|Skills Type||Skills details|
|Application of Number||Students will be introduced to quantitative data sources and methods for quantitative data analysis, and will discuss issues concerned with the use and interpretation of statistical analysis.|
|Communication||Written communication skills developed through written assignments and oral communication skills through oral presentation. Approaches for communicating research to a range of audiences introduced and discussed, but not formally assessed.|
|Improving own Learning and Performance||Students will be expected to undertake a significant amount of self-directed study and will reflect on their own capabilities, strengths and performance in designing a research project.|
|Information Technology||Students will be introduced to digital and IT data sources and to software packages for qualitative and quantitative data handling, analysis and presentation.|
|Personal Development and Career planning||The module is orientated towards developing skills and perspectives appropriate for a wide variety of careers.|
|Problem solving||Problem solving skills will be developed through the design of a dissertation proposal|
|Research skills||A wide range of research skills will be developed through the module, including skills of data collection and analysis, and research planning and management.|
|Subject Specific Skills||Students will be introduced to the specific application of research methods in Human Geography|
|Team work||Practicals will involve group discussion and exercises.|
Reading ListEssential Reading
Clifford, N. and Valentine, G. (eds) (2003) Key Methods in Geography London: Sage Primo search Cloke, P., Crang, P. and Goodwin, M. (2002) Practising Human Geography London: Arnold Primo search Eyles, J. and Smith, D. (1988) Qualitative Methods in Human Geography Cambridge: Polity Primo search Kindon, S., Pain, R. and Kesby, M. (eds) (2007) Participatory Action Research Approaches and Methods Abingdon: Routledge Primo search Mason, J. (1996) Qualitative Research London: Sage Primo search Walliman, N. (2001) Your Research Project London: Sage Primo search Beaumont, J., Loopmans, M. and Uitermark, J. (2005) Area Politicization of research and the relevance of geography: some experiences and reflections for an ongoing debate 37, 118-126 Primo search Bell, D. (2007) Environment and Planning A Fade to grey: some reflections on policy and mundanity 39, 541-554 Primo search Burgess, J. (2005) Transactions of the Institute of British Geographers Follow the argument where it leads: some personal reflections on 'policy-relevant' research 30, 273-281 Primo search Martin, R. (2001) Progress in Human Geography Geography and public policy: the case of the missing agenda 25, 189-210 Primo search McAreavey, R. (2008) Sociologia Ruralis Researcher and employee: reflections on reflexive practice in rural development research 48, 389-407 Primo search Pain, R. (2006) Progress in Human Geography Social geography: seven deadly myths in policy research 30, 250-259 Primo search Ward, K. (2005) Progress in Human Geography Geography and public policy: a recent history of 'policy relevance' 29, 310-319 Primo search Ward, K. (2007) Progress in Human Geography Geography and public policy: activist, participatory and policy geographies 31, 695-705 Primo search Woods, M. and Gardner, G. (2011) Dialogues in Human Geography Applied policy research and critical human geography: some reflections on swimming in murky waters 1, 198-214 Primo search Civil Service Policy Hub (2006) How research and evaluation evidence contributes to policy making Primo search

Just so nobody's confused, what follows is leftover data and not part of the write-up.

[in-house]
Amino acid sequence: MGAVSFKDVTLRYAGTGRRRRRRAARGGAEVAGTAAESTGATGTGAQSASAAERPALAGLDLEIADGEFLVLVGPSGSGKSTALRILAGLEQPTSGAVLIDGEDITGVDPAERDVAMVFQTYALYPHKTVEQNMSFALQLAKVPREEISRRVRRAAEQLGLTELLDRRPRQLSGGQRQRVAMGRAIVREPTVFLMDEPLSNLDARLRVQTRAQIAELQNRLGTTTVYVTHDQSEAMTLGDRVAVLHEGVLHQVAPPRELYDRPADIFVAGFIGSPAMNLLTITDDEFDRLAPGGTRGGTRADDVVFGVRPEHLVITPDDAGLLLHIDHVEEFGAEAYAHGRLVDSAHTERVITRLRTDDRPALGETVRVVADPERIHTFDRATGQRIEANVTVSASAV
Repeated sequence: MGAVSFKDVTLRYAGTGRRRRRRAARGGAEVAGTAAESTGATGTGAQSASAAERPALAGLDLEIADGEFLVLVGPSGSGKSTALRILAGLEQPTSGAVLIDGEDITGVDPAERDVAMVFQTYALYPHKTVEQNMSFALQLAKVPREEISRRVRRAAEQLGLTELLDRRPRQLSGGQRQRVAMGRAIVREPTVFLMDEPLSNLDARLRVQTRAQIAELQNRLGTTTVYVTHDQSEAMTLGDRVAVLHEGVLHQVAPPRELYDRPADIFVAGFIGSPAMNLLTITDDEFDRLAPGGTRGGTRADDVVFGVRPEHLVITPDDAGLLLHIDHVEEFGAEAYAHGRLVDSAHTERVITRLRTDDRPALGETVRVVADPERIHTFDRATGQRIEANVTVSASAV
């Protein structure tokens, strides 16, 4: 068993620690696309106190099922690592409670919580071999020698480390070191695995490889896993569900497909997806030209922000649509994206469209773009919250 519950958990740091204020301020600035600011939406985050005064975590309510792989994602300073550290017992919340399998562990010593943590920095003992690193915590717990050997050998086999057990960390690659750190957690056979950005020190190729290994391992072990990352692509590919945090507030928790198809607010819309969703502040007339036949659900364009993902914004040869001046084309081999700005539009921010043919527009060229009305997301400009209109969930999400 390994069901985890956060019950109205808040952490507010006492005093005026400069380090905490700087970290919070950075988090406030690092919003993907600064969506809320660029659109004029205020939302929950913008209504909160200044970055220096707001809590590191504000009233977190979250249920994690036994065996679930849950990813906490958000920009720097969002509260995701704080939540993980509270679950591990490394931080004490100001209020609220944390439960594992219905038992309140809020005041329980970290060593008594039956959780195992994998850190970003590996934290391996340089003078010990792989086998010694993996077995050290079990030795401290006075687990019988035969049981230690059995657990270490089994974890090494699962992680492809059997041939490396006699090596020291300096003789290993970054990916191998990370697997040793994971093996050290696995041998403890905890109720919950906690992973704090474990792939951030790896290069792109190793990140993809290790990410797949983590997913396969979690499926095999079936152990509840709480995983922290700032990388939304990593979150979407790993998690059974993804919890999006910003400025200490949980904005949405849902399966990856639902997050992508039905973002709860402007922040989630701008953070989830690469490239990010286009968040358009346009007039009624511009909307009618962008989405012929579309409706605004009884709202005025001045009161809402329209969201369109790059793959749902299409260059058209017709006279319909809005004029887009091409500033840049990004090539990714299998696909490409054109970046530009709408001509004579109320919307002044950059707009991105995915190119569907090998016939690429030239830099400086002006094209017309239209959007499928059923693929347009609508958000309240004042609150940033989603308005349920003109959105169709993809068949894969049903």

This module is at CQFW Level 7